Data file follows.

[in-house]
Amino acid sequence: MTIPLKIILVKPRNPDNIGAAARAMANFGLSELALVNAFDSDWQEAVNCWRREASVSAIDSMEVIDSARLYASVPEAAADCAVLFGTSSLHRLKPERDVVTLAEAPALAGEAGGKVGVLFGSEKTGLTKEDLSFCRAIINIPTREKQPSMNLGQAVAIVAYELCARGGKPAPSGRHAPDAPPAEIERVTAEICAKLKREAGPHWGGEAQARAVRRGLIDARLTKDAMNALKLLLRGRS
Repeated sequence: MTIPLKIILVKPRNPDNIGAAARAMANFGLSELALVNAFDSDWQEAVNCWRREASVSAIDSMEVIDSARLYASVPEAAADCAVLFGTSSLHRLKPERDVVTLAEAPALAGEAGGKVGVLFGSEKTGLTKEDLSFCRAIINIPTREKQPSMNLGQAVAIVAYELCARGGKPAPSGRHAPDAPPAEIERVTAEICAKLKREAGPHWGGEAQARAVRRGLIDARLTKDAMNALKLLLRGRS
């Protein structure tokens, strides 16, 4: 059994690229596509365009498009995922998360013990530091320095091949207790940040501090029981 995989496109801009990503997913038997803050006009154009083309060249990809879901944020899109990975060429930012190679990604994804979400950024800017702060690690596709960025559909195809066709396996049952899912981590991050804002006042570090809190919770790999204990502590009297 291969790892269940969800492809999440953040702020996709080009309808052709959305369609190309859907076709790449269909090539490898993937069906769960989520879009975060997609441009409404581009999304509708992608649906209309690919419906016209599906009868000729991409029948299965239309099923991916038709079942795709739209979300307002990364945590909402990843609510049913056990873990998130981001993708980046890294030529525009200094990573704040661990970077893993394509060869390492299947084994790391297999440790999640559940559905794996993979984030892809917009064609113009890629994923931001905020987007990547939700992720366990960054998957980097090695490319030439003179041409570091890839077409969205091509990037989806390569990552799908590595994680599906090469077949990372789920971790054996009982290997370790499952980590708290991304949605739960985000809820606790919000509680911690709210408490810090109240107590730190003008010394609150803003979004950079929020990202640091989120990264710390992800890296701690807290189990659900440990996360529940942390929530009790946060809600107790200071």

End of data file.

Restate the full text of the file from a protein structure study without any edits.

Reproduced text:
[in-house]
Amino acid sequence: MTIPLKIILVKPRNPDNIGAAARAMANFGLSELALVNAFDSDWQEAVNCWRREASVSAIDSMEVIDSARLYASVPEAAADCAVLFGTSSLHRLKPERDVVTLAEAPALAGEAGGKVGVLFGSEKTGLTKEDLSFCRAIINIPTREKQPSMNLGQAVAIVAYELCARGGKPAPSGRHAPDAPPAEIERVTAEICAKLKREAGPHWGGEAQARAVRRGLIDARLTKDAMNALKLLLRGRS
Repeated sequence: MTIPLKIILVKPRNPDNIGAAARAMANFGLSELALVNAFDSDWQEAVNCWRREASVSAIDSMEVIDSARLYASVPEAAADCAVLFGTSSLHRLKPERDVVTLAEAPALAGEAGGKVGVLFGSEKTGLTKEDLSFCRAIINIPTREKQPSMNLGQAVAIVAYELCARGGKPAPSGRHAPDAPPAEIERVTAEICAKLKREAGPHWGGEAQARAVRRGLIDARLTKDAMNALKLLLRGRS
């Protein structure tokens, strides 16, 4: 059994690229596509365009498009995922998360013990530091320095091949207790940040501090029981 995989496109801009990503997913038997803050006009154009083309060249990809879901944020899109990975060429930012190679990604994804979400950024800017702060690690596709960025559909195809066709396996049952899912981590991050804002006042570090809190919770790999204990502590009297 291969790892269940969800492809999440953040702020996709080009309808052709959305369609190309859907076709790449269909090539490898993937069906769960989520879009975060997609441009409404581009999304509708992608649906209309690919419906016209599906009868000729991409029948299965239309099923991916038709079942795709739209979300307002990364945590909402990843609510049913056990873990998130981001993708980046890294030529525009200094990573704040661990970077893993394509060869390492299947084994790391297999440790999640559940559905794996993979984030892809917009064609113009890629994923931001905020987007990547939700992720366990960054998957980097090695490319030439003179041409570091890839077409969205091509990037989806390569990552799908590595994680599906090469077949990372789920971790054996009982290997370790499952980590708290991304949605739960985000809820606790919000509680911690709210408490810090109240107590730190003008010394609150803003979004950079929020990202640091989120990264710390992800890296701690807290189990659900440990996360529940942390929530009790946060809600107790200071």